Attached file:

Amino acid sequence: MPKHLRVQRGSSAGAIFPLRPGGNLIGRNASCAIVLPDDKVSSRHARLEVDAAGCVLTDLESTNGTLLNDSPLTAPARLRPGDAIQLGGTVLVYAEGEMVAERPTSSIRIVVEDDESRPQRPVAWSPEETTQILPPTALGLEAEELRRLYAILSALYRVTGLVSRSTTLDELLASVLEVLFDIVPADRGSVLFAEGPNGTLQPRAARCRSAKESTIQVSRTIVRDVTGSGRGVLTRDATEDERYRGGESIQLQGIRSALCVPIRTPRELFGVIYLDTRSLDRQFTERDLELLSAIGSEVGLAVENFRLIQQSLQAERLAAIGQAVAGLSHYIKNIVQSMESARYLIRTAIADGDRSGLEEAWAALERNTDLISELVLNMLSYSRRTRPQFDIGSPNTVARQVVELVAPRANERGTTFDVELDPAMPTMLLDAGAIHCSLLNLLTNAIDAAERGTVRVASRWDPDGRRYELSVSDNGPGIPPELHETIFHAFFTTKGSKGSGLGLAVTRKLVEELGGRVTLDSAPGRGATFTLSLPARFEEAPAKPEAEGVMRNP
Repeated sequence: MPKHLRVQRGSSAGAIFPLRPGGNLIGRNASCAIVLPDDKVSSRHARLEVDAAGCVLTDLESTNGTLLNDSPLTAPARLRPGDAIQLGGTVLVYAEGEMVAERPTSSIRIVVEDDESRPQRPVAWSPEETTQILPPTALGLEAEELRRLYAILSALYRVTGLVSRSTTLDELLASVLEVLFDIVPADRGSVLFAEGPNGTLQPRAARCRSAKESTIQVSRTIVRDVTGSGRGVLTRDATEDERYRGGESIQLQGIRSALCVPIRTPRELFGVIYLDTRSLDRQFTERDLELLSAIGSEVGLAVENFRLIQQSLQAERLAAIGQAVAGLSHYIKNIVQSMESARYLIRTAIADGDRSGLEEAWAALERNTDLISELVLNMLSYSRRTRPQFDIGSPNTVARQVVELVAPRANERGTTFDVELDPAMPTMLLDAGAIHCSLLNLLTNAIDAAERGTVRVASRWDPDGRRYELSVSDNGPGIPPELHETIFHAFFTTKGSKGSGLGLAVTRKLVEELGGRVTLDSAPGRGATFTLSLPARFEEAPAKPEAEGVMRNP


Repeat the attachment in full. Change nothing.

Amino acid sequence: MPKHLRVQRGSSAGAIFPLRPGGNLIGRNASCAIVLPDDKVSSRHARLEVDAAGCVLTDLESTNGTLLNDSPLTAPARLRPGDAIQLGGTVLVYAEGEMVAERPTSSIRIVVEDDESRPQRPVAWSPEETTQILPPTALGLEAEELRRLYAILSALYRVTGLVSRSTTLDELLASVLEVLFDIVPADRGSVLFAEGPNGTLQPRAARCRSAKESTIQVSRTIVRDVTGSGRGVLTRDATEDERYRGGESIQLQGIRSALCVPIRTPRELFGVIYLDTRSLDRQFTERDLELLSAIGSEVGLAVENFRLIQQSLQAERLAAIGQAVAGLSHYIKNIVQSMESARYLIRTAIADGDRSGLEEAWAALERNTDLISELVLNMLSYSRRTRPQFDIGSPNTVARQVVELVAPRANERGTTFDVELDPAMPTMLLDAGAIHCSLLNLLTNAIDAAERGTVRVASRWDPDGRRYELSVSDNGPGIPPELHETIFHAFFTTKGSKGSGLGLAVTRKLVEELGGRVTLDSAPGRGATFTLSLPARFEEAPAKPEAEGVMRNP
Repeated sequence: MPKHLRVQRGSSAGAIFPLRPGGNLIGRNASCAIVLPDDKVSSRHARLEVDAAGCVLTDLESTNGTLLNDSPLTAPARLRPGDAIQLGGTVLVYAEGEMVAERPTSSIRIVVEDDESRPQRPVAWSPEETTQILPPTALGLEAEELRRLYAILSALYRVTGLVSRSTTLDELLASVLEVLFDIVPADRGSVLFAEGPNGTLQPRAARCRSAKESTIQVSRTIVRDVTGSGRGVLTRDATEDERYRGGESIQLQGIRSALCVPIRTPRELFGVIYLDTRSLDRQFTERDLELLSAIGSEVGLAVENFRLIQQSLQAERLAAIGQAVAGLSHYIKNIVQSMESARYLIRTAIADGDRSGLEEAWAALERNTDLISELVLNMLSYSRRTRPQFDIGSPNTVARQVVELVAPRANERGTTFDVELDPAMPTMLLDAGAIHCSLLNLLTNAIDAAERGTVRVASRWDPDGRRYELSVSDNGPGIPPELHETIFHAFFTTKGSKGSGLGLAVTRKLVEELGGRVTLDSAPGRGATFTLSLPARFEEAPAKPEAEGVMRNP